Novometric vs. Log-Linear Analysis: Church Attendance, Age and Religion

Paul R. Yarnold

Optimal Data Analysis, LLC

Prior research using log-linear analysis to model church attendance (1=low; 2=medium; 3=high) as a function of age (young=0; old=1) and religion (non-Catholic=0; Catholic=1) found that the best fitting model {AR}{AC}{RC} had L2=7.25, df=2, indicating insufficient badness-of-fit (pp. 67-69). For these data exploratory novometric analysis predicting church attendance (ordered class variable) using religion (categorical attribute) and age (ordered attribute) identified a parsimonious, relatively weak model with stable classification training and LOO performance.

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Novometric vs. Logit Analysis: Abortion Attitude by Religion and Time

Paul R. Yarnold

Optimal Data Analysis, LLC

Prior research using logit analysis to model abortion attitude (oppose=0; favor=2) as a function of religion (Protestant=1; Catholic=2; Jewish=3; Other=4) and time (1972=72; 1978=78) found: “The best fitting model…has separate effects for being Catholic or non-Catholic and for being Protestant or non-Protestant. The categories of Jewish and Other have no separate effects and are implicitly grouped or collapsed together. The result is a religious trichotomy. …The odds on a favorable response are identical in both years: .89 for Protestants, .64 for Catholics, and 3.44 for Jews and Others” (pp. 70-72). For these data exploratory novometric analysis predicting abortion attitude (class variable) as a function of religion (multicategorical attribute) and time (ordered attribute) identified a parsimonious, relatively weak model with stable classification training and LOO performance.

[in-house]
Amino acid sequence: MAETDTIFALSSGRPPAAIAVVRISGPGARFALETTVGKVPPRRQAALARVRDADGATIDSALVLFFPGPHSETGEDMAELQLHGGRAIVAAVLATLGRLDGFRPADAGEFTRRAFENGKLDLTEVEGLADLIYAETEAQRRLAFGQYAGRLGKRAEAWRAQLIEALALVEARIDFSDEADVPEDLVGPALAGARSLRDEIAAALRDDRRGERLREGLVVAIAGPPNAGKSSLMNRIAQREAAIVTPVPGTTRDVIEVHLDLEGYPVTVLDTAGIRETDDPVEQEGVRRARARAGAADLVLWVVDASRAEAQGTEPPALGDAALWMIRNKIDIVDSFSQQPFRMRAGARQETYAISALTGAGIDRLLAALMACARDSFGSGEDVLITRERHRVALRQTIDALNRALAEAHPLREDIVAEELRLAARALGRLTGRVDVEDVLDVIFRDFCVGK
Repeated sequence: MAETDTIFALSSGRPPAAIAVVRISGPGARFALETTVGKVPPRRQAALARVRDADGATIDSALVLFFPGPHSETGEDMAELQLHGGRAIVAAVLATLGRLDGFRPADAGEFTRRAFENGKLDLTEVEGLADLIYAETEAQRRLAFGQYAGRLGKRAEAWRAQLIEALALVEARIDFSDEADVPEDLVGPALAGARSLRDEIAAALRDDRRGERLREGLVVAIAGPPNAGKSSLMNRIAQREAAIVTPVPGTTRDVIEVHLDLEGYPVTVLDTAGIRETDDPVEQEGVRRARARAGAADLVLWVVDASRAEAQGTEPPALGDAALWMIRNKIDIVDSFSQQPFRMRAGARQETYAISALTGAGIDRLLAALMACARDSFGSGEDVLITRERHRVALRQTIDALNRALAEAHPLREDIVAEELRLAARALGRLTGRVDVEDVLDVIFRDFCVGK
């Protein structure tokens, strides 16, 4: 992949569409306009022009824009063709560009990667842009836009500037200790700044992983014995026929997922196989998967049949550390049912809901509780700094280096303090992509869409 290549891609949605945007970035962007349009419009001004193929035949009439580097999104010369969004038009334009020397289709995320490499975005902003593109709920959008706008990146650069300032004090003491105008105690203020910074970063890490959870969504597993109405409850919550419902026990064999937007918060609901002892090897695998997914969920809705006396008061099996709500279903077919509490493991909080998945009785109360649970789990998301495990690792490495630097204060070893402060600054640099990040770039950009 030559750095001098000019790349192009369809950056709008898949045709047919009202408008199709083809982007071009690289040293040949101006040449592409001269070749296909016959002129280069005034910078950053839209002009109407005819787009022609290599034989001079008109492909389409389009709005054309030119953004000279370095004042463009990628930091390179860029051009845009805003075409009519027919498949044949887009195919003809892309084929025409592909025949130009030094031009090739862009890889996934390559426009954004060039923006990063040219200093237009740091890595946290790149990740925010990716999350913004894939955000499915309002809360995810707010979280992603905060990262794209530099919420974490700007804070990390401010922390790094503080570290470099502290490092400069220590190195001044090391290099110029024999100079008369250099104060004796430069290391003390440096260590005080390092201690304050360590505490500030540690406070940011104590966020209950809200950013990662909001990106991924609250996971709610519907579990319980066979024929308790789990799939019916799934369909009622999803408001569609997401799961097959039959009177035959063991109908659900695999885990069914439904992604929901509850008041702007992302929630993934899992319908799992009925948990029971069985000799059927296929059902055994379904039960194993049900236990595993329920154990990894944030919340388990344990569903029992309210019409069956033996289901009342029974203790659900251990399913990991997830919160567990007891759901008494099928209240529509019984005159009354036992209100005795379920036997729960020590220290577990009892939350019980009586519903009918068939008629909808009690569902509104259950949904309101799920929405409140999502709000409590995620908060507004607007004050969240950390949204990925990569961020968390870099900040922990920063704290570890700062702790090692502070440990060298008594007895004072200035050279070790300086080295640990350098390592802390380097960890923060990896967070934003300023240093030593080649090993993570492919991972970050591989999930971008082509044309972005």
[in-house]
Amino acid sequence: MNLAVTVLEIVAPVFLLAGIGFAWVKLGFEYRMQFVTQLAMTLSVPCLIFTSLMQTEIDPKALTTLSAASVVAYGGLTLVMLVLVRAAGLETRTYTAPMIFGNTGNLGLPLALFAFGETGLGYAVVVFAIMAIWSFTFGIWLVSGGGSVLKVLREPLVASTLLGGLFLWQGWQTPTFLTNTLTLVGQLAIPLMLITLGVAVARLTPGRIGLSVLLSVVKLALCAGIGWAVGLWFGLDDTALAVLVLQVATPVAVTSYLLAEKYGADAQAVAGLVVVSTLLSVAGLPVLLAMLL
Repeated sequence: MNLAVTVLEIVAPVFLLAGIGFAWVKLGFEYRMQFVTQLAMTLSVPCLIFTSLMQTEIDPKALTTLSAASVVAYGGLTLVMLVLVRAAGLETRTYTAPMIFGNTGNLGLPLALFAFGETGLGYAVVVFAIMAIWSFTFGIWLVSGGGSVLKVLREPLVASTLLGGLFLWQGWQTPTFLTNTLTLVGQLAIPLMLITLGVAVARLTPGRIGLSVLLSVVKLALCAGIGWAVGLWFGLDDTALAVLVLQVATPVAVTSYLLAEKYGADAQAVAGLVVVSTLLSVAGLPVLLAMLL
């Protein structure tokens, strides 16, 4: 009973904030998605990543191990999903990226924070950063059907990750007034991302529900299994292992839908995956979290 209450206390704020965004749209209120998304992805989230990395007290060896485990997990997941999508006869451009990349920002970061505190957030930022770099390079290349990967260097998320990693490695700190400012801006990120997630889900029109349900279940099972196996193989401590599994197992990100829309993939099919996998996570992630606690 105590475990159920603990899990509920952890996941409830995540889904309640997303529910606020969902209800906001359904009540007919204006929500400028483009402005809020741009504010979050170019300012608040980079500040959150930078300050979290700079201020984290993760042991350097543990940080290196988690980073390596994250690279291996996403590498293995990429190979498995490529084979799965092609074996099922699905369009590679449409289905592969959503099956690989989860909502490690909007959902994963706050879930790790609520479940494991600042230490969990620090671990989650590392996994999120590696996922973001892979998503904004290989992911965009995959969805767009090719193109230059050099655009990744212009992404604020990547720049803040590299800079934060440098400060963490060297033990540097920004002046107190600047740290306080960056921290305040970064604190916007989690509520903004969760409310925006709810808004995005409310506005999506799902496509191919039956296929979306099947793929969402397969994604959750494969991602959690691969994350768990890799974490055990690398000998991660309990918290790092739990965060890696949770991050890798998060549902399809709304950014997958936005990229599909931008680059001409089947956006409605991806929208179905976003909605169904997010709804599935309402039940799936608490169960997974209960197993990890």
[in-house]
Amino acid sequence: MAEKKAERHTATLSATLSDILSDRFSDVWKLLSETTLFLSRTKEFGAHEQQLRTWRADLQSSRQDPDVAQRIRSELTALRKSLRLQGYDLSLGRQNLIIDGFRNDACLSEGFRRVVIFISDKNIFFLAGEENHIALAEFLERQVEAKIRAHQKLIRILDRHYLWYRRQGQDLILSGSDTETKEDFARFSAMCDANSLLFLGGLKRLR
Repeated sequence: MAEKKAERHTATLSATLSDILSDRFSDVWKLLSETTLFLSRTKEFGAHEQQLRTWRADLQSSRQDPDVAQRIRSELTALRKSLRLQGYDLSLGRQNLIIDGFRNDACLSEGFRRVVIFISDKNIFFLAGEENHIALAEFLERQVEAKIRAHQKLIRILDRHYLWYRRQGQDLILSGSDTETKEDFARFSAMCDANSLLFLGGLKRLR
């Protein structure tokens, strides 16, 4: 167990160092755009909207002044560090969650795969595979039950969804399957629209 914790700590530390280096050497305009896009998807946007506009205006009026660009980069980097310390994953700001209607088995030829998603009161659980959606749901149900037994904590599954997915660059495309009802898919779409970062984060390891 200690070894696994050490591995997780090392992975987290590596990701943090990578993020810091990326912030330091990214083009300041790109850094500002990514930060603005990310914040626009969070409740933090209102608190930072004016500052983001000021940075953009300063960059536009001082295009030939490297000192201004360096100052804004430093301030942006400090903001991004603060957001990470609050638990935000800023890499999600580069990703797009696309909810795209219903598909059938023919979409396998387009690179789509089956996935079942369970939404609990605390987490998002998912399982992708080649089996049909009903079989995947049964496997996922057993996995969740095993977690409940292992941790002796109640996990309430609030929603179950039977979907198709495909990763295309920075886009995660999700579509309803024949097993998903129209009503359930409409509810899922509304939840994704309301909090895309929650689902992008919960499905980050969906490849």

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Novometric vs. Logit vs. Probit Analysis: Using Gender and Race to Predict if Adolescents Ever Had Sexual Intercourse

Paul R. Yarnold

Optimal Data Analysis, LLC

Prior research modeled if adolescents ever had sexual intercourse (the dependent variable: yes=1, no=0) using main-effect logit and probit analysis models treating gender (female=0, male=1) and race (“white” =1; “black”=2) as the independent variables. Both models identified statistically significant effects for gender and race, and both models misclassified all observations that had sexual intercourse: ESS=0. In exploratory novometric analysis conducted for these data a statistically significant, cross-generalizable race effect emerged that yielded moderate ESS=25.25, p<0.001.

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Novometric vs. Log-Linear Model: Intergenerational Occupational Mobility of White American Men

Paul R. Yarnold

Optimal Data Analysis, LLC

Prior research modeling intergenerational occupational mobility (professional and managerial=1; clerical and sales=2; craftsman=3; operatives and laborers=4; farmers=5) using several log-linear model approaches failed to identify a model representing a satisfactory fit of the data (p. 66). For these data an exploratory novometric analysis (constrained by the investigator a priori to obtain stable accuracy in LOO analysis) predicting son’s occupation (class variable) as a function of father’s occupation (multicategorical attribute) identified a parsimonious, relatively strong model.

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ODA vs. Log-Linear Model: Gender and Surgical Operation

Paul R. Yarnold

Optimal Data Analysis, LLC

Prior research modeled surgical operation (dummy-coded as 1=neurosurgery; 2=ophthalmology; 3=otorhinolaryngology, 4=vascular-cardiac; 5=thoracic; 6=abdominal; 7=urological; 8=breast; 9=orthopedic; 10=plastic; 11=oral-dental; 12=biopsy) as a function of gender using a log-linear model of: “…quasi-perfect mobility. In this model the main diagonal entries are fixed to their observed values, and the off-diagonal entries are estimated as in a model of quasi-independence” (p. 65). Regardless of the modality of maximum-accuracy analysis used with these data, a single optimal model emerged.